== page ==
BOJ's Yamaguchi: easing not aimed at directly weakening yen
NAGASAKI, Japan Jan 31 (Reuters) - Bank of Japan Deputy Governor Hirohide Yamaguchi said on Thursday that the central bank's monetary easing is never taken as a measure to directly weaken the yen.
"I will not rule out the chance of BOJ easing indirectly affecting currency moves and weakening the yen, but we do not take policy steps aimed at directly affecting exchange rates," Yamaguchi told a news conference after meeting with business executives in Nagasaki, southern Japan.
The BOJ this month doubled its inflation target to 2 percent and switched to an open-ended commitment to buying assets next year, responding to intense pressure from new Prime Minister Shinzo Abe for bolder efforts to deflation.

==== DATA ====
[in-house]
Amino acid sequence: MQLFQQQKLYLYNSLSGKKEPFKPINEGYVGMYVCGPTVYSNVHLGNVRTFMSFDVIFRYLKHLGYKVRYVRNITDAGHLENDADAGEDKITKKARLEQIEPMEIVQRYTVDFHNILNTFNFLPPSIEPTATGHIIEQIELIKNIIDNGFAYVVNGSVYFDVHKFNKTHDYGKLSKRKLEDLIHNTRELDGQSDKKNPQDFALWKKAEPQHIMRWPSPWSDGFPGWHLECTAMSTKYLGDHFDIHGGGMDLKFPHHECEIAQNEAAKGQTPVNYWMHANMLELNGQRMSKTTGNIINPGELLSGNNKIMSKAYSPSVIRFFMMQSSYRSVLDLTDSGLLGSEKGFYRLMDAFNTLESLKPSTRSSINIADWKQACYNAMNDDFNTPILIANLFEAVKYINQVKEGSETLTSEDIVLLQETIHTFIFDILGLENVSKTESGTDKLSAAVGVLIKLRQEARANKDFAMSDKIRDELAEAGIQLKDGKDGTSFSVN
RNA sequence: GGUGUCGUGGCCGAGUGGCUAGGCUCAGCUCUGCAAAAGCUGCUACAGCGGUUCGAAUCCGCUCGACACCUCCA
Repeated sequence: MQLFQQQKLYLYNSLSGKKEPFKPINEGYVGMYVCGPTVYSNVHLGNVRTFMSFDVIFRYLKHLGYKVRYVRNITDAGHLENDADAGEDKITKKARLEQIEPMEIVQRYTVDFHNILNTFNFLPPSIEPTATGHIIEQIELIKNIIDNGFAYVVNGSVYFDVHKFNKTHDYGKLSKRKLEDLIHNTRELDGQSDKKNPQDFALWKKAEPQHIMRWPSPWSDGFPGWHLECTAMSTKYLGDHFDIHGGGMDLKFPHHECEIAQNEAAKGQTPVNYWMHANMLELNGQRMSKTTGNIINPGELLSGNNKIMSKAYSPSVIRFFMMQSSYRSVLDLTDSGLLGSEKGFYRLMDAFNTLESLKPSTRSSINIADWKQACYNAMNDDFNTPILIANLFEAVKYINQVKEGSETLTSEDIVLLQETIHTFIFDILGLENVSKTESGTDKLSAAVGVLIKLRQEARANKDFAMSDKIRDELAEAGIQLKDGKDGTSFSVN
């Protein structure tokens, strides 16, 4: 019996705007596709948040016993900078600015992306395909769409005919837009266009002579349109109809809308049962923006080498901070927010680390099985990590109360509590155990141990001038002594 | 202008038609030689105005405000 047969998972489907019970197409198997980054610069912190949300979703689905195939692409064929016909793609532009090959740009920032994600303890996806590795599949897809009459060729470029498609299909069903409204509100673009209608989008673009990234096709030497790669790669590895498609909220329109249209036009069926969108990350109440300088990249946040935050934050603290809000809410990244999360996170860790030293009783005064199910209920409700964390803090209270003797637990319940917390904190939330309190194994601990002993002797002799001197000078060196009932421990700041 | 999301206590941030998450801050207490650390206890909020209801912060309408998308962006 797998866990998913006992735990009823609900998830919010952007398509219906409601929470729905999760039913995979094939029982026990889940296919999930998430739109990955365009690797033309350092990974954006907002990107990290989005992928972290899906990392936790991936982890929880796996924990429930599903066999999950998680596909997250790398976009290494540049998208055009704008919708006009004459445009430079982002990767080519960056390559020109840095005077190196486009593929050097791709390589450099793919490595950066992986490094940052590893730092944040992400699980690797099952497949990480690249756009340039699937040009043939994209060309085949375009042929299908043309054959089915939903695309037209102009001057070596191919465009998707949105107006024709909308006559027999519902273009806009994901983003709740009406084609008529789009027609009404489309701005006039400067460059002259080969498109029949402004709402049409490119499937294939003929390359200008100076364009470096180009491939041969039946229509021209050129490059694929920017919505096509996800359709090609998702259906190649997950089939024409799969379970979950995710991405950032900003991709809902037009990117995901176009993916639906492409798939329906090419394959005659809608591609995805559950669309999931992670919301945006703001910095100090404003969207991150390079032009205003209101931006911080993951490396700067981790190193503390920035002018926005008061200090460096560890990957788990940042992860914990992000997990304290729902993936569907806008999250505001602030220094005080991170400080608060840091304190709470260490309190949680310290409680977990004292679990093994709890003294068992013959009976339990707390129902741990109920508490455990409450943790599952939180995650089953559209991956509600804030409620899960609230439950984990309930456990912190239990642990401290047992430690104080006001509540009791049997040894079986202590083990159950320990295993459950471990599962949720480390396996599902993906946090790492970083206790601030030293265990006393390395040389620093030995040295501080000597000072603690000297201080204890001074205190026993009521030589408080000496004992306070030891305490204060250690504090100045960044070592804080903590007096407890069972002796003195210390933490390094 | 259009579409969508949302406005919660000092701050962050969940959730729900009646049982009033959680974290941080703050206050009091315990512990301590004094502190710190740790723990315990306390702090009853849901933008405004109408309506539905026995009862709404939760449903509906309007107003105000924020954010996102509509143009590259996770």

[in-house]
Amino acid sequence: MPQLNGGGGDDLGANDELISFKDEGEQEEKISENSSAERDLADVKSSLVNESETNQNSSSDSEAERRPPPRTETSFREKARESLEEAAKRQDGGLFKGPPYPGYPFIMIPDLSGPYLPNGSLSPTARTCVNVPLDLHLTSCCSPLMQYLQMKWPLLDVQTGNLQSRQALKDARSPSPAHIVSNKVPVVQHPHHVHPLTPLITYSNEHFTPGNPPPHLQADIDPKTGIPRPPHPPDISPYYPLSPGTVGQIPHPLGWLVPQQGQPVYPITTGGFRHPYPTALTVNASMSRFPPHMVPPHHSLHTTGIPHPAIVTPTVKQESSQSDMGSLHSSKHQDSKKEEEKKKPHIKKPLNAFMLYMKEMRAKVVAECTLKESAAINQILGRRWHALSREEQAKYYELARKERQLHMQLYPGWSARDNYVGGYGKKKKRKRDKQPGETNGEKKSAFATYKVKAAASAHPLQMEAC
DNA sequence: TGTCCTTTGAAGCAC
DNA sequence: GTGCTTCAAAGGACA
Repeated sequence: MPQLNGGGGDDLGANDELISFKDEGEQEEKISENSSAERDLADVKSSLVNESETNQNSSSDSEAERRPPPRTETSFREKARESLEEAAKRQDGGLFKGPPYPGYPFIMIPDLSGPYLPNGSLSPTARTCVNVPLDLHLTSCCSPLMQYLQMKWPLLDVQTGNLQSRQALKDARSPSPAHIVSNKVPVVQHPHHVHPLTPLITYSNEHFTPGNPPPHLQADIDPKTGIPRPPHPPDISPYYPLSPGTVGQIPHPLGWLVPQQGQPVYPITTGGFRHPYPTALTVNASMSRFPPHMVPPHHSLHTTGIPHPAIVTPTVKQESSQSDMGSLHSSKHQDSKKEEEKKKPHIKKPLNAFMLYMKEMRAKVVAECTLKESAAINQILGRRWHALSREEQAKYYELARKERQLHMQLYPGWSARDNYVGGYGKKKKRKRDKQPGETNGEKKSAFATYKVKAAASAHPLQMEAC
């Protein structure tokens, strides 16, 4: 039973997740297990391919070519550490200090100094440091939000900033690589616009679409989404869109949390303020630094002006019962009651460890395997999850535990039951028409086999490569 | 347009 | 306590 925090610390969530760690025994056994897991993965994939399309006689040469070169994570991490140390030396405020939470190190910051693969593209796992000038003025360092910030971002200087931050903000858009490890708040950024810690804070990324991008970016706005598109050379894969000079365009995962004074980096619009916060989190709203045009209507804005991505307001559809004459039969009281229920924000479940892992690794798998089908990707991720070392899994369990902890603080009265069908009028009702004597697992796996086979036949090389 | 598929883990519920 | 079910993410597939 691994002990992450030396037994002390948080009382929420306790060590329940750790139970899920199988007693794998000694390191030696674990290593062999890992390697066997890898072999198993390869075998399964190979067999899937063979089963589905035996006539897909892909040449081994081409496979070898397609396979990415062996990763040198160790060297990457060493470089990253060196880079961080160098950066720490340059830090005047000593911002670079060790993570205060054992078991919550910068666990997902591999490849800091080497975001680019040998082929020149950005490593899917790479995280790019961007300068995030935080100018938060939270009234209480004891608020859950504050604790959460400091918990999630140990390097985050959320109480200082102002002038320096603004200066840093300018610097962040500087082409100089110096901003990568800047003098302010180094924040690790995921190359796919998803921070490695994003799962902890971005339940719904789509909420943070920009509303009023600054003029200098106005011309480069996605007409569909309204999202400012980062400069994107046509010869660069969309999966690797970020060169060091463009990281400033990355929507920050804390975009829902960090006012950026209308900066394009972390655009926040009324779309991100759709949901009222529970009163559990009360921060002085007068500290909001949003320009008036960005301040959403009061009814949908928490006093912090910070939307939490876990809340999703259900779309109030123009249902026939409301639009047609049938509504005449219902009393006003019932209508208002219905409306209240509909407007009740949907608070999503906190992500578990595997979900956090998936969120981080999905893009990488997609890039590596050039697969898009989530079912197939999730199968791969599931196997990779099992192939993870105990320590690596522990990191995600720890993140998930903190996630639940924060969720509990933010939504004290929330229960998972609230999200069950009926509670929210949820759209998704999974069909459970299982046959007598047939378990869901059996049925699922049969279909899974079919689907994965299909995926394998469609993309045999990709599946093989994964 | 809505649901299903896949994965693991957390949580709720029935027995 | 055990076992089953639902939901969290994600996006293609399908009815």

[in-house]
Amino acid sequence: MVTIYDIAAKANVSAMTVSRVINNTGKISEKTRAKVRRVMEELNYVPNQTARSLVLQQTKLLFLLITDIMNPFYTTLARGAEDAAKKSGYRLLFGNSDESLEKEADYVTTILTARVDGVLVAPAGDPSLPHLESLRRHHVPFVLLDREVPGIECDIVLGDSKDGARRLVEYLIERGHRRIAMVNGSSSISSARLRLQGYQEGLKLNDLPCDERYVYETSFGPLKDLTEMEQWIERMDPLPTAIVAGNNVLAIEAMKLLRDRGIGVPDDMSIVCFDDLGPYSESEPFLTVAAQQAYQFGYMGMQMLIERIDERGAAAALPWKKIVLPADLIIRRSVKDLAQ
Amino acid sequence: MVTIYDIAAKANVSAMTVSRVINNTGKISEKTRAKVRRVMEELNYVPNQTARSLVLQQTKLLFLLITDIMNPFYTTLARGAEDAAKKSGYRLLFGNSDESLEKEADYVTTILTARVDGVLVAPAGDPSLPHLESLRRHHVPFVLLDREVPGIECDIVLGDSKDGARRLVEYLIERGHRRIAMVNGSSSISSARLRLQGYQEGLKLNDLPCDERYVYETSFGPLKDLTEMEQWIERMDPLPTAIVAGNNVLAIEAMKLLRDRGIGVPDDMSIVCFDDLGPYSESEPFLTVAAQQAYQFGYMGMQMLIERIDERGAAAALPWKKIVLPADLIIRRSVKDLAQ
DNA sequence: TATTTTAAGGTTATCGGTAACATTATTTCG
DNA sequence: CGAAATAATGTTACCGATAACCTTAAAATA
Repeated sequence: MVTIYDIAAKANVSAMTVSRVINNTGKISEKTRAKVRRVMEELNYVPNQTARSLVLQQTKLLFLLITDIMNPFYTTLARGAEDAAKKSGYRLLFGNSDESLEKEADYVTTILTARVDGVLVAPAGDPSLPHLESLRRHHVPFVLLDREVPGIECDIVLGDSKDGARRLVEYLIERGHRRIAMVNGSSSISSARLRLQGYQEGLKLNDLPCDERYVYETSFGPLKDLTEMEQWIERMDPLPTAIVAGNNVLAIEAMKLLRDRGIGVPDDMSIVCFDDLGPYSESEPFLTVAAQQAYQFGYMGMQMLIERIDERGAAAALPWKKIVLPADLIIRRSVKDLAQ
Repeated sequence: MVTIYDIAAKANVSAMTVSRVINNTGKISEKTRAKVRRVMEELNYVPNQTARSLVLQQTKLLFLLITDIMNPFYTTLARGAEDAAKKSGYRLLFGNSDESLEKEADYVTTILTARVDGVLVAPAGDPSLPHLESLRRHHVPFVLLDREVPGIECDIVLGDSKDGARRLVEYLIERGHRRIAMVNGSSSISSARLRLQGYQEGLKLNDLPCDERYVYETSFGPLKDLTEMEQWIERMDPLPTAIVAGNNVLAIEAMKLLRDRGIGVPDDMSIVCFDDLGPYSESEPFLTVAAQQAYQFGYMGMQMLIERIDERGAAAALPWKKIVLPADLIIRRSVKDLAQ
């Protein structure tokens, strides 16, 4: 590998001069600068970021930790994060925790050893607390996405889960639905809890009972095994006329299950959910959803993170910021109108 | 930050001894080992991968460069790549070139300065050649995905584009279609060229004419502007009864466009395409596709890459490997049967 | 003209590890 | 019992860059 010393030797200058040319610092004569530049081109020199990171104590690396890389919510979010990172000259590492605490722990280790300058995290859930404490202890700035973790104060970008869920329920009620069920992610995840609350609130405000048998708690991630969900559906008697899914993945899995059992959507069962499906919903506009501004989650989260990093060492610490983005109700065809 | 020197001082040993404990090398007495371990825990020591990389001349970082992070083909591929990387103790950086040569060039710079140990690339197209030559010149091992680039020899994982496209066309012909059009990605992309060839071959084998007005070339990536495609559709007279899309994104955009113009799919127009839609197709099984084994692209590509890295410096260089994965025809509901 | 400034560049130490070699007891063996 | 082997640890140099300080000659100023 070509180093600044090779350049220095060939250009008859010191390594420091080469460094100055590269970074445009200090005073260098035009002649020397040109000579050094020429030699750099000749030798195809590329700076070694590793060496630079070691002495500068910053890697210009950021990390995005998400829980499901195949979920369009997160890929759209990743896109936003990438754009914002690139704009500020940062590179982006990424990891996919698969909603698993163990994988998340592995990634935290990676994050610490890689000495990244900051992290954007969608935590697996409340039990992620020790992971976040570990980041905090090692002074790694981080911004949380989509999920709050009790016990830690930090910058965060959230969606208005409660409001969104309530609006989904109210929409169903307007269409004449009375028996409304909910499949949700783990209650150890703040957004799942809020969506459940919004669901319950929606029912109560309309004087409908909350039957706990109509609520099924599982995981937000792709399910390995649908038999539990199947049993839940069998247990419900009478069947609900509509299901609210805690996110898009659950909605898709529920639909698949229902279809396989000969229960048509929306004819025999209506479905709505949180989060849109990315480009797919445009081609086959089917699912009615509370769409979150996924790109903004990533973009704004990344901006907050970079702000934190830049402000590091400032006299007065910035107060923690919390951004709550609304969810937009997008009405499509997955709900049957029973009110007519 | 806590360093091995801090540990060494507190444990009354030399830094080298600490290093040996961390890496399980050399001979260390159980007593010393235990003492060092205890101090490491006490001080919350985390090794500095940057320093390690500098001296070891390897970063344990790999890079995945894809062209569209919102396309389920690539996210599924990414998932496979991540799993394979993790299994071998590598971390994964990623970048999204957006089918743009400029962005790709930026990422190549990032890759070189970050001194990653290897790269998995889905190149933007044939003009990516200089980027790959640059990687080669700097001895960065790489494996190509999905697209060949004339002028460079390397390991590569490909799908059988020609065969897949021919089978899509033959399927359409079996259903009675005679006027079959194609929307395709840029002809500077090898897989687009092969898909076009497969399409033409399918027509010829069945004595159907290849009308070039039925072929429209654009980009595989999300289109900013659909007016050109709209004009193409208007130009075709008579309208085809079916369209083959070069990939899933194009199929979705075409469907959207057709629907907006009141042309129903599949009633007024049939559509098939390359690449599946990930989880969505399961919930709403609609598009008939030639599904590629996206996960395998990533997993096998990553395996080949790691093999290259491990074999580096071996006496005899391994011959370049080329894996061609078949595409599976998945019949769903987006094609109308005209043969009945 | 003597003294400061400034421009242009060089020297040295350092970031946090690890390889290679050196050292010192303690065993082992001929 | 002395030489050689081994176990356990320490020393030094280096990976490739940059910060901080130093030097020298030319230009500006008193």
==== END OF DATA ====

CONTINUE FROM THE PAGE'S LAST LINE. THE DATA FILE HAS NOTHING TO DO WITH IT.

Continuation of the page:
A career central banker, Yamaguchi is a key figure to watch for signals on the future direction of monetary policy. Markets count him among board members more eager to ease aggressively when needed to support the economy. His five-year term as one of the BOJ's two deputy governors ends on March 19.
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